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ExpressVPN supports several VPN protocols: IPSEC, OpenVPN (TCP and UDP), L2TP, PPTP, and SSTP. OpenVPN is my preferred method of connecting. It's newer, open-source technology and generally grants better speed and reliability. It's available for nearly all the versions of ExpressVPN's client regardless of platform. L2TP and PPTP are legacy standards, available for Mac and Windows, and SSTP only on Windows. IPSec is used to secure the iOS app.
In the past, some VPN companies have injected advertisements into users' web traffic in order to earn extra cash. A company representative told me that, "we would never inject ads or profit from our users' data." That's a solid reassurance.
Hands On With ExpressVPN
You can configure just about any device to work with ExpressVPN's servers, but the company also offers client software for Linux, macOS, and Windows. There are also apps for Android and iOS devices. I had no trouble downloading and installing the software on my Lenovo Thinkpad T460s running Windows 10.
Installation and setup were a breeze in my testing, and I was quickly using ExpressVPN's lovely, minimal interface. The simple main window lets you connect and disconnect quickly, and additional windows let you sort and save preferred servers. The large buttons make it easy to connect and disconnect, and the overall look felt very at home in Windows 10. I especially like the speed test window, which performs a quick test across all ExpressVPN's available servers to help you pick the best one. That said, it takes a long time to complete all of the speed tests.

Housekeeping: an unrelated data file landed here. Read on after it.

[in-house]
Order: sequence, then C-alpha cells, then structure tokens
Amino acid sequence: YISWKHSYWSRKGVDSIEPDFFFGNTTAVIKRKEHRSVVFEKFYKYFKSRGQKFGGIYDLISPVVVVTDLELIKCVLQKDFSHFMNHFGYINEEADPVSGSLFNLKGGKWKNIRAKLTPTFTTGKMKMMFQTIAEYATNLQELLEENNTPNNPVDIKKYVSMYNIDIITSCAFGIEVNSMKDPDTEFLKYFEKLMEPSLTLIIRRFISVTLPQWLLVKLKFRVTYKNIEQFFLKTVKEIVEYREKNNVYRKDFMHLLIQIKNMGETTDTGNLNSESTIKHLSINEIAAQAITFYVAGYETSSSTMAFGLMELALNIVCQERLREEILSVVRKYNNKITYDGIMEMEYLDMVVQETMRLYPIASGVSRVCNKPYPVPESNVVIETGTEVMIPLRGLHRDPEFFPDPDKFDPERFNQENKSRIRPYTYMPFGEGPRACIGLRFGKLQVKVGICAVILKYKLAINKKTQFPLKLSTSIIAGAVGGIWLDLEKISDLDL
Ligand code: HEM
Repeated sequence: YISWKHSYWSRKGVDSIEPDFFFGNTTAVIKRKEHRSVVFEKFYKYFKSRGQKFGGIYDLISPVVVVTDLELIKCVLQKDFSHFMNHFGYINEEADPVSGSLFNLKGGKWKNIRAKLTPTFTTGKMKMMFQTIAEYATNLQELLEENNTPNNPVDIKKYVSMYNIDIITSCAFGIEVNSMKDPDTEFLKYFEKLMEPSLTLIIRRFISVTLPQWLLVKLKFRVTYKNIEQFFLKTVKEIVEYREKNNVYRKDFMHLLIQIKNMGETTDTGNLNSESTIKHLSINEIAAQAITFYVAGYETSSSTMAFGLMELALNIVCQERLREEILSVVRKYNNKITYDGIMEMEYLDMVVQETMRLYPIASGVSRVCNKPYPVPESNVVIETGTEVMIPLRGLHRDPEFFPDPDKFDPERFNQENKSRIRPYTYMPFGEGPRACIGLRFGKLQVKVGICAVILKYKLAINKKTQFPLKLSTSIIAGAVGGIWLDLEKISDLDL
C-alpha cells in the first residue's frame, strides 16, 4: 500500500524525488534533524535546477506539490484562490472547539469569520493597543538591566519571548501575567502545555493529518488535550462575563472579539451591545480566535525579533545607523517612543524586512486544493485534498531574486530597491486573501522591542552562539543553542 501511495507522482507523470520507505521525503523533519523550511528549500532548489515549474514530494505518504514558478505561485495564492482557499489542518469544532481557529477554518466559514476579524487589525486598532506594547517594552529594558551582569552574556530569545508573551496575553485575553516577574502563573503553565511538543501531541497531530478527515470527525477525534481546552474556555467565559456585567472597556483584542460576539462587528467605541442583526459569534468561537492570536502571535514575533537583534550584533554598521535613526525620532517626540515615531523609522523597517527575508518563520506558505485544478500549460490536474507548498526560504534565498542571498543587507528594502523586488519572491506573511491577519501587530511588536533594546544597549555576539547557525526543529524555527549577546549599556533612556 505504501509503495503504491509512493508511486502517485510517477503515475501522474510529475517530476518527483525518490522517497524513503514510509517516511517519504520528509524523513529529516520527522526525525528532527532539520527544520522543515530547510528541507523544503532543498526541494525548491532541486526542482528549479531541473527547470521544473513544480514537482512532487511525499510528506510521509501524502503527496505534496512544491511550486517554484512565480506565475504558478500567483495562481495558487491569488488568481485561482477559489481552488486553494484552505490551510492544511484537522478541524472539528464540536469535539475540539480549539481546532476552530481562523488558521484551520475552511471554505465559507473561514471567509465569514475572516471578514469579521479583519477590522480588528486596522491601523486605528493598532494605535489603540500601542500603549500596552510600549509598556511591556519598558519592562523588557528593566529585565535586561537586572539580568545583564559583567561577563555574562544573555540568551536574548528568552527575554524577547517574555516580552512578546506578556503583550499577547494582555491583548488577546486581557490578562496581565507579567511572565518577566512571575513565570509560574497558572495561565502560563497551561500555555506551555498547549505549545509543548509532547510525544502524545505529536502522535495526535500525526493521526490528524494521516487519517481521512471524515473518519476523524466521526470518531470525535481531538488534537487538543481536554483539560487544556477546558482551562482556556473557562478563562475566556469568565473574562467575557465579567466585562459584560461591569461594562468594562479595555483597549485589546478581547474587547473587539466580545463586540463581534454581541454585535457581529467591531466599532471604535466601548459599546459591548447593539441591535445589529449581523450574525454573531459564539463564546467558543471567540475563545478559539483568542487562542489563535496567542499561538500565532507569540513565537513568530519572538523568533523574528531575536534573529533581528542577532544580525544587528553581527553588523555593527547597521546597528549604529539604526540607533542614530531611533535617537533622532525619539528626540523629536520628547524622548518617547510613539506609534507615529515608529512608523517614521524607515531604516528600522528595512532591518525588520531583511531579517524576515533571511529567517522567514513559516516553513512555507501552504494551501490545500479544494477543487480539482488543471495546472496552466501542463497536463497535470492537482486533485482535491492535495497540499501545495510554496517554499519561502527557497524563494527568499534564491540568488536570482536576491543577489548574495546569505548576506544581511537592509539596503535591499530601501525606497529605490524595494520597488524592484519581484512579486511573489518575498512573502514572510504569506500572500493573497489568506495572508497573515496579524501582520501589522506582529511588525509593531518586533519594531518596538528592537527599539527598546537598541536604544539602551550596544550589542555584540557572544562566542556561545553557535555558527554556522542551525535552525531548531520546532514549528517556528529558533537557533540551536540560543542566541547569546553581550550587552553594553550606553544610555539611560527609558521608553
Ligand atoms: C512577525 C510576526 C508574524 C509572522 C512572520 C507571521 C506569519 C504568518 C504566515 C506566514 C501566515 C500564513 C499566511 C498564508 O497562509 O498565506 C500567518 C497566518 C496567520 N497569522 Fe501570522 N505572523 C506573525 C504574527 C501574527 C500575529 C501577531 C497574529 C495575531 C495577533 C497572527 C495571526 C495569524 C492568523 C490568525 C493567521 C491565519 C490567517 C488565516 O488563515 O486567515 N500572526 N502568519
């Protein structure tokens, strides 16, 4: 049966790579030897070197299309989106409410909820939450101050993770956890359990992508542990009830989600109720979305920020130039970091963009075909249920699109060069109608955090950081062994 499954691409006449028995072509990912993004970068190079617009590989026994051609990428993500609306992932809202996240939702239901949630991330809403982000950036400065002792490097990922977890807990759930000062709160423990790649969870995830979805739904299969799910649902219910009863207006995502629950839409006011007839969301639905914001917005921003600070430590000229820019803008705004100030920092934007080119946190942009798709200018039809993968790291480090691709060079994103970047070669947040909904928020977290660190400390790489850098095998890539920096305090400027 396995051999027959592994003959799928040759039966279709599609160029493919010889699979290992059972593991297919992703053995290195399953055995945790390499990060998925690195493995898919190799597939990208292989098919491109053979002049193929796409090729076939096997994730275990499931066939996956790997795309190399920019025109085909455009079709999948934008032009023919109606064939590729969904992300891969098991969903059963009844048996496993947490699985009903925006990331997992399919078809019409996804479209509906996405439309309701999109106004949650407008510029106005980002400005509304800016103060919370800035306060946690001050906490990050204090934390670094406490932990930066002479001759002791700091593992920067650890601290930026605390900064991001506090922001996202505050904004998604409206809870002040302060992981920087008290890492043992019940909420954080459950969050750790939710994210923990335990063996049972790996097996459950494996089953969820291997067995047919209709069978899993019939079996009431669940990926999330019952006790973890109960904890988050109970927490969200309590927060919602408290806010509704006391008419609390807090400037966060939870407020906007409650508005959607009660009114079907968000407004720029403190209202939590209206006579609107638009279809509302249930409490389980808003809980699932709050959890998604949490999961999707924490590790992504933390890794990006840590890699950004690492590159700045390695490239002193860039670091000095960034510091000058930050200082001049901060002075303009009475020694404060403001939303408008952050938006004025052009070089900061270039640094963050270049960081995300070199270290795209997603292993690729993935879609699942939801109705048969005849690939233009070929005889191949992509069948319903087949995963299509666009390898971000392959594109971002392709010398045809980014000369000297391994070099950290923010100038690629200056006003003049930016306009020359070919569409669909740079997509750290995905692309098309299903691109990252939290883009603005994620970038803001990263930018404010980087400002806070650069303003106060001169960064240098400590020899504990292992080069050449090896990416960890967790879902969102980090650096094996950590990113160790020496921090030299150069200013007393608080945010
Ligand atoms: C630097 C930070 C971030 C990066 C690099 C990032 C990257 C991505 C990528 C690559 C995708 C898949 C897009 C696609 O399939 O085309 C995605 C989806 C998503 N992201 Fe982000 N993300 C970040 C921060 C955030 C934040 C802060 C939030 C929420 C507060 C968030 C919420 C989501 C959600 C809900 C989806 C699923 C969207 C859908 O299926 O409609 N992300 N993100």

ExpressVPN also squeezes in a few advanced features, like a Kill Switch that prevents apps from connecting to the Internet if the VPN is disconnected. ExpressVPN goes further than most with the additional option to allow communication with local network devices—such as printers and other computers—when the VPN is disconnected. I also like that ExpressVPN chooses the protocol that will deliver the best speed and performance by default.
Note that ExpressVPN offers its own DNS service. That's handy, since clever attackers can monitor DNS requests to try and track you across the web.
Unfortunately, I was unable to connect to Netflix while ExpressVPN was in use. That's disappointing, but not too surprising. VPNs and Netflix are in an ongoing arms race over access. I could access Netflix while using only a handful of VPN services, and who know how long the streaming service will still be available on those.
My tests didn't reveal catastrophic speed reductions when using ExpressVPN, but they weren't a stunning success either. According to my testing, the fastest VPN is PureVPN, which can provide a dramatic boost to download speeds.